Biodiversity, at the level of species and ecosystems, provides an important foundation for many aspects of tourism. Diversity in species, ecosystems and landscapes attracts tourism and promotes economic growth. In turn, a well-managed tourist sector can help reduce threats to key wildlife populations, and can maintain or increase biodiversity, through tourism revenue.
While there is a growing recognition that biological diversity is a global asset of tremendous value to present and future generations, the number of species is being significantly reduced by human activities.
On 22 May, we celebrate the International Day for Biological Diversity (IDB), this year under the theme “Biodiversity and Sustainable Tourism” which has been chosen to coincide with the observance of 2017 by the United Nations as the International Year of Sustainable Tourism for Development and can contribute to ongoing initiatives such as the Sustainable Tourism Programme.
The celebration of the IDB under this theme therefore provides an opportunity to raise awareness and action towards the important contribution of sustainable tourism both to economic growth and to the conservation and sustainable use of biodiversity.
Tourism and biodiversity in relation to wetlands
Despite the fact that they cover a relatively small area of the Earth’s surface compared to some other ecosystems, wetlands are extremely rich in biodiversity and contain some of the most biologically diverse and productive communities in the world.
Wetlands and their wildlife are a key part of the global tourism experience: from visiting the underground karst wetlands in Slovenia’s Skocjan caves, to experiencing the breath-taking sunsets at the Port Launay Ramsar Site in the Seychelles, from watching marine turtles and humpback whales and viewing the splendour of brain corals underwater in Brazil’s Abrolhos Park to trekking and bird watching in the Tsomoriri Ramsar Site at an altitude of 4,600 meters in India, not to mention the unique cultural experience that awaits you in the Kakadu National Park in Australia, home to some of the finest aboriginal art that exists anywhere. The world’s Ramsar Sites and other wetlands have much to offer the adventurous tourist (Source: Ramsar Convention).
Sustainable Tourism requires focus on the sustainable management of wetlands
Wetlands are now becoming attractions for outdoor recreation and the tourism industry, and they also contribute to local development by creating employment for entrepreneurs and local communities. The potential of wetlands to attract tourism can therefore be transformed into an incentive for their protection and restoration.
To recognize the strong links between the conservation and sustainable management of wetlands and sustainable tourism, the Ramsar Convention on Wetlands and the World Tourism Organization (UNWTO) signed in February 2010 a Memorandum of Cooperation with the aim of facilitating the development of project proposals and joint initiatives to reinforce the role of wetlands and their biodiversity for sustainable tourism development.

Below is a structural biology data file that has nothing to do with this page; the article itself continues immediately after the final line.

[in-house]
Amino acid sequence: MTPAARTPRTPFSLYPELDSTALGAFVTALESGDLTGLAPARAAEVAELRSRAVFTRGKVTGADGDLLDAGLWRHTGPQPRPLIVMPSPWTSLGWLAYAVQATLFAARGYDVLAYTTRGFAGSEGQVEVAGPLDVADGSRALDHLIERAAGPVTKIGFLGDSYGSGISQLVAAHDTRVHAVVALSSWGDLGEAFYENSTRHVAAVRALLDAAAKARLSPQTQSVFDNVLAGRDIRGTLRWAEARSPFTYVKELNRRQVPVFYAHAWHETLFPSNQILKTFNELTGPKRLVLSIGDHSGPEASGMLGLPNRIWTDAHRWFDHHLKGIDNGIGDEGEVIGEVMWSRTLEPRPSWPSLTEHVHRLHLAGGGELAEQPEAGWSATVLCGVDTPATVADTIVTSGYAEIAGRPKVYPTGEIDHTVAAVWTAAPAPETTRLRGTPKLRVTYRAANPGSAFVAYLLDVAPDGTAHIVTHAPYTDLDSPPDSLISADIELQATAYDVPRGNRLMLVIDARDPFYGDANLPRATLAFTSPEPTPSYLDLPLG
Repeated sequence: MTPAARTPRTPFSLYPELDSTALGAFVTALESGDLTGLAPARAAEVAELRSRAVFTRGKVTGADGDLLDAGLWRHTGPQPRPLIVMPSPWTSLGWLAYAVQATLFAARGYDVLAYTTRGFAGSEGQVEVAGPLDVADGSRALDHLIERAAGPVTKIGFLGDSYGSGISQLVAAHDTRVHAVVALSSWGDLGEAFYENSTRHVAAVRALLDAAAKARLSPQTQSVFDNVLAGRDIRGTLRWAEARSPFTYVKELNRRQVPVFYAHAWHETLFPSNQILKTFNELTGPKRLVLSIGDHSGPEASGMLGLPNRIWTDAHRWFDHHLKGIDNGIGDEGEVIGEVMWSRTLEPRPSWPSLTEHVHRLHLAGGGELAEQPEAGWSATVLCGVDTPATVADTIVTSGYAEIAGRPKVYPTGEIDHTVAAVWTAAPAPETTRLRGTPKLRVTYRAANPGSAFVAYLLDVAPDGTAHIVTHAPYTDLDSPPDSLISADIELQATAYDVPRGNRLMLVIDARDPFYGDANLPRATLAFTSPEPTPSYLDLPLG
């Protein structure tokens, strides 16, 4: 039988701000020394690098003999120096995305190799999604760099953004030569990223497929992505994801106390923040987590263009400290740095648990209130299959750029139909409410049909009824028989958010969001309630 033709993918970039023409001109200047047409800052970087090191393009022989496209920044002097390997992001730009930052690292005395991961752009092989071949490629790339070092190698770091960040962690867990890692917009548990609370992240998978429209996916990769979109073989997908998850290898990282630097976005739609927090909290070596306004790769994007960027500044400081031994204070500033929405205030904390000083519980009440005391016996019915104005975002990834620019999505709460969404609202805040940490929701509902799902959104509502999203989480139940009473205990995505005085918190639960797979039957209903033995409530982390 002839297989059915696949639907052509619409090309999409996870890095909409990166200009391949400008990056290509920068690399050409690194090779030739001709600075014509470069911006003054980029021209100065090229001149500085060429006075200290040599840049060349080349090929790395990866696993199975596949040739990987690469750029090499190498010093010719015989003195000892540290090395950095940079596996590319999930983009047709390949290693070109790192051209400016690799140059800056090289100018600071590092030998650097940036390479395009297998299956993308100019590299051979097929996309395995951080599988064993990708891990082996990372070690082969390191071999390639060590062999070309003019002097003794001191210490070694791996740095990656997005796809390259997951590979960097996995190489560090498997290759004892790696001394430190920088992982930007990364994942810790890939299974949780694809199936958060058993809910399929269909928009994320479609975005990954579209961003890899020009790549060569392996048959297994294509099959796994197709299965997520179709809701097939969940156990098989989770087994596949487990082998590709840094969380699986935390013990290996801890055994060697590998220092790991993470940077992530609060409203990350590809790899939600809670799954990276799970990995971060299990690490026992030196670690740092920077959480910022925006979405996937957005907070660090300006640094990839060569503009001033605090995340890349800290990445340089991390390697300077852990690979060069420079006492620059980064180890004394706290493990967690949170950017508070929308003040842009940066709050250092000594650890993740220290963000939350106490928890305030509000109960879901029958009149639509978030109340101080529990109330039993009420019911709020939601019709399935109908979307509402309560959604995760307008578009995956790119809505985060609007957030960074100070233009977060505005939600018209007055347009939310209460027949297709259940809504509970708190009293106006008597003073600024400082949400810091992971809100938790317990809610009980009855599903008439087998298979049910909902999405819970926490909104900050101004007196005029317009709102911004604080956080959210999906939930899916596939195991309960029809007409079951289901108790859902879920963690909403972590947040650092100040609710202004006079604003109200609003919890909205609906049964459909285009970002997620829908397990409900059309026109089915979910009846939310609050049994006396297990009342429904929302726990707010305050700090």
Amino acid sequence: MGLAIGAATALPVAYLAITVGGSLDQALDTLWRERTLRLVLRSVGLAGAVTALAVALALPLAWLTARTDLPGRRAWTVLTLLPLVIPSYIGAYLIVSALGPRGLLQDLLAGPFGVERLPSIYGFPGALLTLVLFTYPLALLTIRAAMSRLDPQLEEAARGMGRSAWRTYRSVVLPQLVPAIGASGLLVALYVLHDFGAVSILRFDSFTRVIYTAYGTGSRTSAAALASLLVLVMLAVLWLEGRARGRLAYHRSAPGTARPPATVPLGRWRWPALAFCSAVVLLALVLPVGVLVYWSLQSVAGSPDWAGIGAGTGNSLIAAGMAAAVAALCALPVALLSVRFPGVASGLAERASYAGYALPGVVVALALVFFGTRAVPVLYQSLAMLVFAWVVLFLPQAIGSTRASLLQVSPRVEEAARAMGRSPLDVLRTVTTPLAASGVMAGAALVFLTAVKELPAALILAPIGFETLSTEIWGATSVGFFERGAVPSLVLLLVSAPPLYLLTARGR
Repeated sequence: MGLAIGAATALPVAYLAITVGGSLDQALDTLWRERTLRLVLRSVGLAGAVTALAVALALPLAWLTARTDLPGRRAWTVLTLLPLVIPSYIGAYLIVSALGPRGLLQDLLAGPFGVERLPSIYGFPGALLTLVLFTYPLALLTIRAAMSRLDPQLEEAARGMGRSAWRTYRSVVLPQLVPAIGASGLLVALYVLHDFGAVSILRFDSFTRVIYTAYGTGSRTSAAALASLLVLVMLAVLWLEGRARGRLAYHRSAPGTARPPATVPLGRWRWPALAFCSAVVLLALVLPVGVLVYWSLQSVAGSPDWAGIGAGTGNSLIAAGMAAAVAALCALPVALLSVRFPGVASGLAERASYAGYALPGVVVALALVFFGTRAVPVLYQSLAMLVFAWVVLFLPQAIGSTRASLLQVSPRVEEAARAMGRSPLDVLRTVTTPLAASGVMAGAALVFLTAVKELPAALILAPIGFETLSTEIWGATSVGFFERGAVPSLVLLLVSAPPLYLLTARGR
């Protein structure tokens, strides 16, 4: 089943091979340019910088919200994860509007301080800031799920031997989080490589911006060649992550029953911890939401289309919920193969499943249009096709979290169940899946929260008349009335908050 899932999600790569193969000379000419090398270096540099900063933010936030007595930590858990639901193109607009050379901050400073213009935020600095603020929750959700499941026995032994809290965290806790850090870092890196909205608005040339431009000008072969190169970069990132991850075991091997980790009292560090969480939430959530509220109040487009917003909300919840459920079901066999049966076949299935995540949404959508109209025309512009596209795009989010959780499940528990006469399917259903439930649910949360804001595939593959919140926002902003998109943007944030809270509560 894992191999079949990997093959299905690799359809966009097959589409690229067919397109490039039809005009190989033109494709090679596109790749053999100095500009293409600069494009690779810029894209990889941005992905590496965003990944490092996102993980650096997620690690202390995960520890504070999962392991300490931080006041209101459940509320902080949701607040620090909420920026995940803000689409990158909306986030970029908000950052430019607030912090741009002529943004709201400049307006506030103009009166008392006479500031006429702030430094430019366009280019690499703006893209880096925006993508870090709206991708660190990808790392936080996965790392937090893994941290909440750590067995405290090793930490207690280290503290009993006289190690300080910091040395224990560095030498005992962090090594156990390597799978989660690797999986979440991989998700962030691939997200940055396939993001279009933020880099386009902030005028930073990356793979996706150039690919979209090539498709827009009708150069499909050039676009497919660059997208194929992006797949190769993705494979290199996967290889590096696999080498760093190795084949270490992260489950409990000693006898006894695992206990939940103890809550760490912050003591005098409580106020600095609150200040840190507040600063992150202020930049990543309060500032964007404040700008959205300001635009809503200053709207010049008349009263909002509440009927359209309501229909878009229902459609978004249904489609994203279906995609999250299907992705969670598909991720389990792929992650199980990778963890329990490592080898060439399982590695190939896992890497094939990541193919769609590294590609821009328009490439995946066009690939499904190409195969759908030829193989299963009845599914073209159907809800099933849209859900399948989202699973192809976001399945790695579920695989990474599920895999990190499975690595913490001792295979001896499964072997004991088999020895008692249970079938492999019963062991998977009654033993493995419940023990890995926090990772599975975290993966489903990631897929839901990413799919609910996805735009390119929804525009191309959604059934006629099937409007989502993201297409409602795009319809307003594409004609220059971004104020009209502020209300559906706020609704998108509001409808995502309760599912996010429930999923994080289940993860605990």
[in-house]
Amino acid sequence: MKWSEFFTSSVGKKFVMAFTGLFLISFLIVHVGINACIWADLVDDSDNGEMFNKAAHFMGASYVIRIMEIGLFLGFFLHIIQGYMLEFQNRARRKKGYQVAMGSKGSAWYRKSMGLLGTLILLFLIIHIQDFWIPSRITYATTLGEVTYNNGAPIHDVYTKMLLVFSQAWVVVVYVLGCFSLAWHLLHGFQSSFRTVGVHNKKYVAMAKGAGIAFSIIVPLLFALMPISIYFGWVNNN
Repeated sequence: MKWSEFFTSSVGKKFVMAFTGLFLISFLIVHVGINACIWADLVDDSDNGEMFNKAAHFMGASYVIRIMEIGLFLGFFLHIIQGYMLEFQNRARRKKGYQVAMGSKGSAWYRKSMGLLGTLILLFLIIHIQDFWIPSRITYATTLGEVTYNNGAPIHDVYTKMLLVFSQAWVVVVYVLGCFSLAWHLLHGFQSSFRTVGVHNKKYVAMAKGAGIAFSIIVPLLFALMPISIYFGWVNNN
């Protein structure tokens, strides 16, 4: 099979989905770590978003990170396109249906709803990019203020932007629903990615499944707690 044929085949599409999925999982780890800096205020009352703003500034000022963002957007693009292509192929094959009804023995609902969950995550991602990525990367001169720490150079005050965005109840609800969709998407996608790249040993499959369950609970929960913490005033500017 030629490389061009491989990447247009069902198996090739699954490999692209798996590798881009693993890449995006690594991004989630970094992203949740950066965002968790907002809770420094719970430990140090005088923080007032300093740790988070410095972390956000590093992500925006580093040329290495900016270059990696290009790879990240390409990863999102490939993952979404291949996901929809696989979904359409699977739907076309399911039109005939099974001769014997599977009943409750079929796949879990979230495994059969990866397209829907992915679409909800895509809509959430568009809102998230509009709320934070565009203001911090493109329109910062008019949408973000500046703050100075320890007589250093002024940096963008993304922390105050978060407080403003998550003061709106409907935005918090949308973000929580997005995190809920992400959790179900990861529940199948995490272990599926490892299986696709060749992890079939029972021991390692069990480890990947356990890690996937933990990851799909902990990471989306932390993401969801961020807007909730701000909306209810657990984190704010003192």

Tourism in wetlands offers many positive opportunities for local populations which can include economic benefits to national and local economies, support for local livelihoods and local cultures, and, importantly, support for wetland conservation. According to the Ramsar Convention, with half of international tourists traveling to wetlands of all types, but particularly those in coastal areas, the tourism expenditure linked to wetlands can be estimated at around USD 925 billion each year.
In its publication ”Destination Wetlands: Supporting sustainable tourism”, which was launched at the 11th Conference of Parties, July 2012, the Ramsar Secretariat selected 14 case studies (they can be viewed here) to cover different wetland types around the world and to examine the diversity in the scale of tourism, the management processes in place, the many challenges encountered and, wherever possible, the management solutions employed.
In the case of Slovenia, the Škocjan caves (Ramsar Sites) support numerous endemic (crustaceans, cave beetles) and receive between 95,000 and 100,000 visitors each year. Three-quarters of these are international tourists and the remaining one quarter are Slovenian residents. In Tunisia, the Lake Ichkeul is a major stopover point for hundreds of thousands of migrating birds and supports a rich fish fauna. The lake receives around 50,000 visits each year and offers nature trails and guided excursions, a museum, sightseeing in the tented camps and local villages, birdwatching and mountain biking…
Despite these positive aspects, the increase of tourism consumption can pose potential threats and put pressure on wetland ecosystems and their services where resources are already scarce. This includes noise pollution, excessive trampling, and disturbance of wild species, which can reduce the ability of these ecosystems to sustain livelihoods of local populations.
Sustainable tourism and sustainable management of wetlands are closely linked – one leads directly to the other. Well-managed tourism development in and around wetlands ensures that benefits accrue to local communities and contribute to sustainable livelihoods.
Development plans for tourism should be integrated with wetland management plans for biodiversity conservation and be compatible with the objectives for the conservation and wise use of each site.
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